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The colon begins at the ileocecal valve and ends at the rectum, spanning 140 cm (5 feet) in length. The colon has both intraperitoneal and retroperitoneal components. The cecum and ascending and descending colon are retroperitoneal, whereas the transverse colon and sigmoid are intraperitoneal (Figure 32–1). The diameter of the lumen is greatest at the cecum (approximately 7 cm) and decreases distally. As a result, mass lesions of the cecum are least likely to cause obstruction. However, the wall of the colon is thinnest in the cecum; therefore, it is most vulnerable to ischemic necrosis and perforation from large bowel obstructions.

Figure 32–1.

The large intestine: anatomic divisions and blood supply. The veins are shown in black. The insert shows the usual configuration of the colon.

There are four layers of the wall: mucosa, submucosa, muscularis propria, and serosa (Figure 32–2). The mucosa is composed of three layers: a simple columnar epithelium organized to form crypts, lamina propria, and muscularis mucosa. The submucosa is the strength layer of the colon because it has the highest concentration of collagen. Therefore, this layer is especially important to incorporate during anastomoses. The muscularis propria is composed of an inner circular layer and an outer longitudinal layer that thickens into three bands around the circumference to form the taenia coli. The appendix can be found at the point on the cecum where the taenia converge. At the rectosigmoid, these bands fan out to form a uniform layer, marking the end of the colon and the beginning of the rectum. The forces of these muscular components of the wall result in shortening of the colon to form sacculations called haustra (Figure 32–3). These are not fixed structures, but can be observed to move longitudinally. The epiploic appendages are fatty appendages on the serosal surface.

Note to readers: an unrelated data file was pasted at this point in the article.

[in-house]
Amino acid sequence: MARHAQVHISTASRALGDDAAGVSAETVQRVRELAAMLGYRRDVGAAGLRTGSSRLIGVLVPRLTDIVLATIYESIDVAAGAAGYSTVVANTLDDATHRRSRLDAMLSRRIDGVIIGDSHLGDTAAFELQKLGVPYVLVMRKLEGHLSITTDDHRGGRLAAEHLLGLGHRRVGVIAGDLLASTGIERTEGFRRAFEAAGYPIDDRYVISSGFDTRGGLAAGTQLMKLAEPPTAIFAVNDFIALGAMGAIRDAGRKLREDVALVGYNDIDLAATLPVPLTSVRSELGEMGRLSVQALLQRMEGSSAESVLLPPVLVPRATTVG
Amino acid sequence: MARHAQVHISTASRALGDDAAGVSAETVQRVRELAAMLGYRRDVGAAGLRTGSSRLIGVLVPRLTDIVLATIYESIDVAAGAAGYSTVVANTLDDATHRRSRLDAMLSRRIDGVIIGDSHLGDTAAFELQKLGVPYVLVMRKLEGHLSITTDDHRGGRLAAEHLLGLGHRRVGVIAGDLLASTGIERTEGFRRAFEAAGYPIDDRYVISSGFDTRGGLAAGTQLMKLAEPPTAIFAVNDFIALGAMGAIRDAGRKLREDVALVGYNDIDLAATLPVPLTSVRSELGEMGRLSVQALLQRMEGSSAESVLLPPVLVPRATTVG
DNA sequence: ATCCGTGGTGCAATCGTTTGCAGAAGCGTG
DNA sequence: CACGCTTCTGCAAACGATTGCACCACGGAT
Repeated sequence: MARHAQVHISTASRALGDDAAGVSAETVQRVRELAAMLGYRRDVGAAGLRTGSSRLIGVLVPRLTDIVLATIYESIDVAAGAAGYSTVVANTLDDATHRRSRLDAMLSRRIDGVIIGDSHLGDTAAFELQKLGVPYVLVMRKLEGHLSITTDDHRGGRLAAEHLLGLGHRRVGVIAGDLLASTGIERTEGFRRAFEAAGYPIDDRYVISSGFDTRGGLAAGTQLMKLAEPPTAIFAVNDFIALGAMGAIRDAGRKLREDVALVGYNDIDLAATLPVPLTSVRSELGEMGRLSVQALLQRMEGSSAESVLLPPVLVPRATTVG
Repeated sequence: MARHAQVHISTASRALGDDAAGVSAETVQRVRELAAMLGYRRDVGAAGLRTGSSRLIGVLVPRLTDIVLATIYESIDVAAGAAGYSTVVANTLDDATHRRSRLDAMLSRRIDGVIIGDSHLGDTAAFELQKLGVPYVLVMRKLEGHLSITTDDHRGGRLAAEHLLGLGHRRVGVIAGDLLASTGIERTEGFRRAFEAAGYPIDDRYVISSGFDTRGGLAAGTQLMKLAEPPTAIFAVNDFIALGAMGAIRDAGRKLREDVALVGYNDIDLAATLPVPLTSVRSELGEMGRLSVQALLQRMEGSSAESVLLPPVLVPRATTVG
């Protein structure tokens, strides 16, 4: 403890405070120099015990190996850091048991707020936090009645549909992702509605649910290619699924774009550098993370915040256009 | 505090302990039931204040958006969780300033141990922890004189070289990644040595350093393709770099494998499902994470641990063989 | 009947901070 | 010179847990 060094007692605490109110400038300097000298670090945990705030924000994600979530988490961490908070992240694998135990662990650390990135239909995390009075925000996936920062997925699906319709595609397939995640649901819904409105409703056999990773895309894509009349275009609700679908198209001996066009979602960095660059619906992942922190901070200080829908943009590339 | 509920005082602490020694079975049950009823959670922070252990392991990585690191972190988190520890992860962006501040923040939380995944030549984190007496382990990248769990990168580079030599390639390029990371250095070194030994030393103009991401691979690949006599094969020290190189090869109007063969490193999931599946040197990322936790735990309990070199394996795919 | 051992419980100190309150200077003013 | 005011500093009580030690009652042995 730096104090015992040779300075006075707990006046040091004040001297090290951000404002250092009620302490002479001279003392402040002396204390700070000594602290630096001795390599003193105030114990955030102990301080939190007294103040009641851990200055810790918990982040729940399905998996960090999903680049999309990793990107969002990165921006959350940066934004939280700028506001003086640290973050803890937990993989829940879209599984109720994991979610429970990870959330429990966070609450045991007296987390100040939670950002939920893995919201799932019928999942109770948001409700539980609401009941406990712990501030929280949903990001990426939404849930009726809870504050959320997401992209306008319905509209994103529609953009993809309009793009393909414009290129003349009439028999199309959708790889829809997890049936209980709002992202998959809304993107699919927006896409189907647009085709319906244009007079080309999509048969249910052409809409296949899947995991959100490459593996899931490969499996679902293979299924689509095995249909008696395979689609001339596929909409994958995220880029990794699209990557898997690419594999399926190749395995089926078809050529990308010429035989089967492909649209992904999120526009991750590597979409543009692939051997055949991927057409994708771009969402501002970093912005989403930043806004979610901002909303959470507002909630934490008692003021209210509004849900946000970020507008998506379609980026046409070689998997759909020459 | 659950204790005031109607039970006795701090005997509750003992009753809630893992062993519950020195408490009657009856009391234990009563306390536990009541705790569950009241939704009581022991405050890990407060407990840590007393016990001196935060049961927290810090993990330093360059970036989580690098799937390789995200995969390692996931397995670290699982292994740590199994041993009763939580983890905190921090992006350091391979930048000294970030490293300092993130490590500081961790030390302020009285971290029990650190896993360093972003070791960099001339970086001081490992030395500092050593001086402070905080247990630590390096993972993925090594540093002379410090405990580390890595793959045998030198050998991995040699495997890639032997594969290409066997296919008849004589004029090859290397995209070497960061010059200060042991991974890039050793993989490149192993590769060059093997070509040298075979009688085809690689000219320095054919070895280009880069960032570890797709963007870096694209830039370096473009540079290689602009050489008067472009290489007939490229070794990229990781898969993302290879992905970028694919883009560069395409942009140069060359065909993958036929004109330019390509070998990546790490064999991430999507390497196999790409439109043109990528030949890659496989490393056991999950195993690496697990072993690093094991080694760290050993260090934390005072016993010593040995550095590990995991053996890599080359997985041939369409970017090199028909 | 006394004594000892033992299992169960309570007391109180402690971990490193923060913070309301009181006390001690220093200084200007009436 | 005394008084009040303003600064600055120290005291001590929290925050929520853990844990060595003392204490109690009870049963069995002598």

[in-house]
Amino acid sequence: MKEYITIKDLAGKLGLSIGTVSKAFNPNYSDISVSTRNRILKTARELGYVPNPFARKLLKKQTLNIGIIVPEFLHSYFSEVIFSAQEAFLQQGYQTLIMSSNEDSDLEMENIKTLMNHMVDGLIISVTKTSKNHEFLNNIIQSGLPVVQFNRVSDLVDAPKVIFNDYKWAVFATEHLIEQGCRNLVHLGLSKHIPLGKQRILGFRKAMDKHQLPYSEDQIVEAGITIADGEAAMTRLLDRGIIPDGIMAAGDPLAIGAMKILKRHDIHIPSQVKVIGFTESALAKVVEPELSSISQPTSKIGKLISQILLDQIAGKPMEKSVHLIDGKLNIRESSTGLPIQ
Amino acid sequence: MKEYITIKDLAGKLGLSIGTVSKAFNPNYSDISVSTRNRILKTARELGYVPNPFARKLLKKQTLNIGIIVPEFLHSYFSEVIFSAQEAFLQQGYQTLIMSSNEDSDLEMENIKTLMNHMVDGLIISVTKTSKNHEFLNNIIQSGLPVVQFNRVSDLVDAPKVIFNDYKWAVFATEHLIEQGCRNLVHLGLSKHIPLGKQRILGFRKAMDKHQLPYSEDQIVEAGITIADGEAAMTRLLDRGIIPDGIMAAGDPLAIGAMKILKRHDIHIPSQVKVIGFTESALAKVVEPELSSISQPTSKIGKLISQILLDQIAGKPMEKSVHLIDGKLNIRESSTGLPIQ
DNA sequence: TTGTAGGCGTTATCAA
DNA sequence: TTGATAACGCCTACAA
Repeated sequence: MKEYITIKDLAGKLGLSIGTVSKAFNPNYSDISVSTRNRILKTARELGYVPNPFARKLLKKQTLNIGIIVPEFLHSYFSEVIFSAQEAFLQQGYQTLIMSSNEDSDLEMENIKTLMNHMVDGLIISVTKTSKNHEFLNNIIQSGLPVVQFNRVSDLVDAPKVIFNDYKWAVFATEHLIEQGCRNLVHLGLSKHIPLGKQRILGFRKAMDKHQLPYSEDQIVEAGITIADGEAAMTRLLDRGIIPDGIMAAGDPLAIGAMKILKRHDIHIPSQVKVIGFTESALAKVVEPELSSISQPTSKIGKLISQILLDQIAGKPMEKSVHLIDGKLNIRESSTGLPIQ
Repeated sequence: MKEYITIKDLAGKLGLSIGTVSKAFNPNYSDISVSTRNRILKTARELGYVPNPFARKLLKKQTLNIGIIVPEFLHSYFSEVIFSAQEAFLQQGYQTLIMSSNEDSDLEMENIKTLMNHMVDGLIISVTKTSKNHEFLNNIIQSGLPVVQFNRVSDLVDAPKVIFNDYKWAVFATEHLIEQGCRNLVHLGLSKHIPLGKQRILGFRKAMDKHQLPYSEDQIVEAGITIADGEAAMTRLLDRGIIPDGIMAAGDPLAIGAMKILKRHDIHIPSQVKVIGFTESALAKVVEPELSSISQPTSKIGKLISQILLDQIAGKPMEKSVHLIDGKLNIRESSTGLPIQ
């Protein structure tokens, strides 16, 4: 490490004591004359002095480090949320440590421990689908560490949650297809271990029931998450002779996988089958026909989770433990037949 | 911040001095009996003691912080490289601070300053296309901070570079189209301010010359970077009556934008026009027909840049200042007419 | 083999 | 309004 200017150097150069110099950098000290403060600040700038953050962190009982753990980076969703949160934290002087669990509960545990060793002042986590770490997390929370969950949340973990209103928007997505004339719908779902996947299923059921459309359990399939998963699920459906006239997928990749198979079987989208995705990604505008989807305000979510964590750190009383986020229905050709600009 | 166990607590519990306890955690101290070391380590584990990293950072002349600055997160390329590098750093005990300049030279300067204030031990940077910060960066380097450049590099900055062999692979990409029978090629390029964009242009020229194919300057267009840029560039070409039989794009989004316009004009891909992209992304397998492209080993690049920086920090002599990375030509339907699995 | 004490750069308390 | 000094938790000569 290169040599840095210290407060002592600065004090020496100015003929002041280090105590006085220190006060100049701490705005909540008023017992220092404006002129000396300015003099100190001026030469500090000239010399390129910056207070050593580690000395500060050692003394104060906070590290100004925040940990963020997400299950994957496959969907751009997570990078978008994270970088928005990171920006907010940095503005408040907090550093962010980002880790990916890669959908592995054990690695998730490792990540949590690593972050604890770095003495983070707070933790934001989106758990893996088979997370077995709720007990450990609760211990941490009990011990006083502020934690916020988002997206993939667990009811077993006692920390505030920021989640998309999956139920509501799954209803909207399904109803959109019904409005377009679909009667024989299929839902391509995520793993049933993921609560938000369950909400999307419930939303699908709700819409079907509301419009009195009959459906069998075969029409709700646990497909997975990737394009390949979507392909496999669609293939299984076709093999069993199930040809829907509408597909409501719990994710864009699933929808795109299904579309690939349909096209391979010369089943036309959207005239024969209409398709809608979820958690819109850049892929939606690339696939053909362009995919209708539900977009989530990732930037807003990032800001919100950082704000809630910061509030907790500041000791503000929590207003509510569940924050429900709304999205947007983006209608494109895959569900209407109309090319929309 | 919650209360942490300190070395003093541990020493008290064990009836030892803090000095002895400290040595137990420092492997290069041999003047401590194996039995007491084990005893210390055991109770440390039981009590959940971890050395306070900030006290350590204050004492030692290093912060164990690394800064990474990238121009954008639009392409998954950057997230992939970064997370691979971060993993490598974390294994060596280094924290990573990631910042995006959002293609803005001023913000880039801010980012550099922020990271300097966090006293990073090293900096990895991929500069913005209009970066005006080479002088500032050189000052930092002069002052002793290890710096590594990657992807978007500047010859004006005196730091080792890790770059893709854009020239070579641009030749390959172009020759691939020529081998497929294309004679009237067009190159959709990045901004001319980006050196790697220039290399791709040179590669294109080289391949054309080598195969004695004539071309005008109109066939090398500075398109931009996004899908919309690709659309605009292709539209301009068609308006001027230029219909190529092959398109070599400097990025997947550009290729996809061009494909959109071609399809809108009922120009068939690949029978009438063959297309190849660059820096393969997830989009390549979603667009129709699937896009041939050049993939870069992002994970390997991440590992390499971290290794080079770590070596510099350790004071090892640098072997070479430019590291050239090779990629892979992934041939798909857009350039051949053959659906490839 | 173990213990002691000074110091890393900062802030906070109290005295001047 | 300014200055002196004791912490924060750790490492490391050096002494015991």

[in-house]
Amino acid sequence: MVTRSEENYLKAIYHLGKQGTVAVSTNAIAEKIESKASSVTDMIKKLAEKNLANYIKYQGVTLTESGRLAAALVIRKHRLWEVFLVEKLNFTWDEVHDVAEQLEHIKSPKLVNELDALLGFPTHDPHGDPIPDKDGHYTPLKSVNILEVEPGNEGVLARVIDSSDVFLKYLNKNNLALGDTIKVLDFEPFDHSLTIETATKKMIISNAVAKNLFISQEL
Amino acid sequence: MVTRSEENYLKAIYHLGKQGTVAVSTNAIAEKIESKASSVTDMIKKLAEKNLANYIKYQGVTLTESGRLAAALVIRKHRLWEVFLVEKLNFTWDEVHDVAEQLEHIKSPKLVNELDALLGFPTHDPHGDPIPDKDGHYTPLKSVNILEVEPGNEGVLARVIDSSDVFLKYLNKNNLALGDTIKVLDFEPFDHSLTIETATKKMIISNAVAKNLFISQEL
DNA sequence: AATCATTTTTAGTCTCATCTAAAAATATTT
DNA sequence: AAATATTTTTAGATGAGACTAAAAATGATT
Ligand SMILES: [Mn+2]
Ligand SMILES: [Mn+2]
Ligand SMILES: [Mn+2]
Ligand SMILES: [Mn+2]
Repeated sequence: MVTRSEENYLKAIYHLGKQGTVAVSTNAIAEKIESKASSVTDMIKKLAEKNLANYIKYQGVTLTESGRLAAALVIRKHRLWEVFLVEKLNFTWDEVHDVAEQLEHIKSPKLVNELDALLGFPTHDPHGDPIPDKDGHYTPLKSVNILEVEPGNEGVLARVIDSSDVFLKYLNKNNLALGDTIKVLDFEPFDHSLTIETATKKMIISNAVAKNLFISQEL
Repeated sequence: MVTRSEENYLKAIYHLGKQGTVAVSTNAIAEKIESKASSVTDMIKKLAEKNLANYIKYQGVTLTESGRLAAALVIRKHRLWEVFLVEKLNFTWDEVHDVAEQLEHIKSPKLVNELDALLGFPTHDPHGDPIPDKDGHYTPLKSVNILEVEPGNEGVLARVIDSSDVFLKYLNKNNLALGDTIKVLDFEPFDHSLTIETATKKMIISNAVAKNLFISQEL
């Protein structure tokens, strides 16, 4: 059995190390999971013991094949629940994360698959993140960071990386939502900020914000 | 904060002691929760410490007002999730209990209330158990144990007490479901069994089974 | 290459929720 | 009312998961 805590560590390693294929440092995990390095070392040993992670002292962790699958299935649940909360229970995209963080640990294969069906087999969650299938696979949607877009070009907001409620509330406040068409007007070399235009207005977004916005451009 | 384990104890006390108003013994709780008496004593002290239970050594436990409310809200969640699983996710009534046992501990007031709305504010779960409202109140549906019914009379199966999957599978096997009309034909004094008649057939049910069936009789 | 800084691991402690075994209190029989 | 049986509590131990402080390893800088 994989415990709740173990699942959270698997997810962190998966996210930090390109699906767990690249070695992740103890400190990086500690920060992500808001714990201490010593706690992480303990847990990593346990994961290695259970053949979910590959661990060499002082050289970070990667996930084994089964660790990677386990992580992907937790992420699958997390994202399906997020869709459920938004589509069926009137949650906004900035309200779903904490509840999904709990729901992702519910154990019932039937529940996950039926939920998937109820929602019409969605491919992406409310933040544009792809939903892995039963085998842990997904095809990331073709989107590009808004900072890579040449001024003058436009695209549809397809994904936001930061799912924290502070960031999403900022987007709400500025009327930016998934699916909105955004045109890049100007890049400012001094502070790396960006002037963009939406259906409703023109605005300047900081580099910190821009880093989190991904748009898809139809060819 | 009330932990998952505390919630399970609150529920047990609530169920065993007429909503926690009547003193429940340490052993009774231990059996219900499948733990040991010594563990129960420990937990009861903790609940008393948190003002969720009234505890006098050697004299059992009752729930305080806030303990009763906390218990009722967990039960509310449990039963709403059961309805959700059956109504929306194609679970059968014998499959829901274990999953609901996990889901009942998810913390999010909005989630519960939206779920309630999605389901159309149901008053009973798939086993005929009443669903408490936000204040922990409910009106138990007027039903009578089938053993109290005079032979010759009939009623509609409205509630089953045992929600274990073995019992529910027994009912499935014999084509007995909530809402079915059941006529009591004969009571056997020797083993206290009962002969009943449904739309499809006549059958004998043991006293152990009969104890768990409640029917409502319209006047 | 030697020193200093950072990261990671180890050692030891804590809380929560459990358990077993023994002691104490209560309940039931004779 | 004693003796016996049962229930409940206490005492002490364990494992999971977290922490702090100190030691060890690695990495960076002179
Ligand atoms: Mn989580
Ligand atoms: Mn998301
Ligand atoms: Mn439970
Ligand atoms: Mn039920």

Figure 32–2.

Cross-section of colon. The muscularis propria consists of the inner circular muscle and the outer longitudinal muscle. The longitudinal muscle encircles the colon but is thickened in the region of the taenia coli. This muscle is responsible for the formation of haustra.

Figure 32–3.

Barium enema of normal colon. Note the appearance of haustra and the location of the splenic and hepatic flexures.

The rectum begins at the sacral promontory and ends at the anorectal ring. It lies between the sigmoid colon and the anus and is 12-16 cm in length. There are no tenia as the longitudinal muscle fans out and encompasses the circumference of the rectal wall. The rectum can be further differentiated from the colon by its lack of appendices epiploicae and haustra. The rectum is both an intra- and extraperitoneal organ. The anterior and lateral ...

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